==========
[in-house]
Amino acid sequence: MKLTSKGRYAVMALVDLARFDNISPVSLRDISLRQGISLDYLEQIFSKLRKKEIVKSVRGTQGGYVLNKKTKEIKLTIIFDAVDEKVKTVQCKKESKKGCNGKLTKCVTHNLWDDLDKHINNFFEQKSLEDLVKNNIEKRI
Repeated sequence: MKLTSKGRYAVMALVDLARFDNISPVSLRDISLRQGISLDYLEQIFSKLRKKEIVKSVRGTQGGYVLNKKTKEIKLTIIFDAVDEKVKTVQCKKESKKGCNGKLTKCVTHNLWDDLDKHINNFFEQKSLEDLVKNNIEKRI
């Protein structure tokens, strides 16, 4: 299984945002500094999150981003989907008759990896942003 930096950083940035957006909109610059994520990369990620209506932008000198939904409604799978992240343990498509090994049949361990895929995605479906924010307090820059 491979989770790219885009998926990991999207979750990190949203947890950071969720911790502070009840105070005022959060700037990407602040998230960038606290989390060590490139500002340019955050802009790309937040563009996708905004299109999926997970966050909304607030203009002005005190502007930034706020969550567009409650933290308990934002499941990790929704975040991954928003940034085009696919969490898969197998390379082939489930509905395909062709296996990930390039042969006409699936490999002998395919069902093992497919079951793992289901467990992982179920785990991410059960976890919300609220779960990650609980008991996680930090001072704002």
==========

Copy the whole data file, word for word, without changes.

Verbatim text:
[in-house]
Amino acid sequence: MKLTSKGRYAVMALVDLARFDNISPVSLRDISLRQGISLDYLEQIFSKLRKKEIVKSVRGTQGGYVLNKKTKEIKLTIIFDAVDEKVKTVQCKKESKKGCNGKLTKCVTHNLWDDLDKHINNFFEQKSLEDLVKNNIEKRI
Repeated sequence: MKLTSKGRYAVMALVDLARFDNISPVSLRDISLRQGISLDYLEQIFSKLRKKEIVKSVRGTQGGYVLNKKTKEIKLTIIFDAVDEKVKTVQCKKESKKGCNGKLTKCVTHNLWDDLDKHINNFFEQKSLEDLVKNNIEKRI
């Protein structure tokens, strides 16, 4: 299984945002500094999150981003989907008759990896942003 930096950083940035957006909109610059994520990369990620209506932008000198939904409604799978992240343990498509090994049949361990895929995605479906924010307090820059 491979989770790219885009998926990991999207979750990190949203947890950071969720911790502070009840105070005022959060700037990407602040998230960038606290989390060590490139500002340019955050802009790309937040563009996708905004299109999926997970966050909304607030203009002005005190502007930034706020969550567009409650933290308990934002499941990790929704975040991954928003940034085009696919969490898969197998390379082939489930509905395909062709296996990930390039042969006409699936490999002998395919069902093992497919079951793992289901467990992982179920785990991410059960976890919300609220779960990650609980008991996680930090001072704002």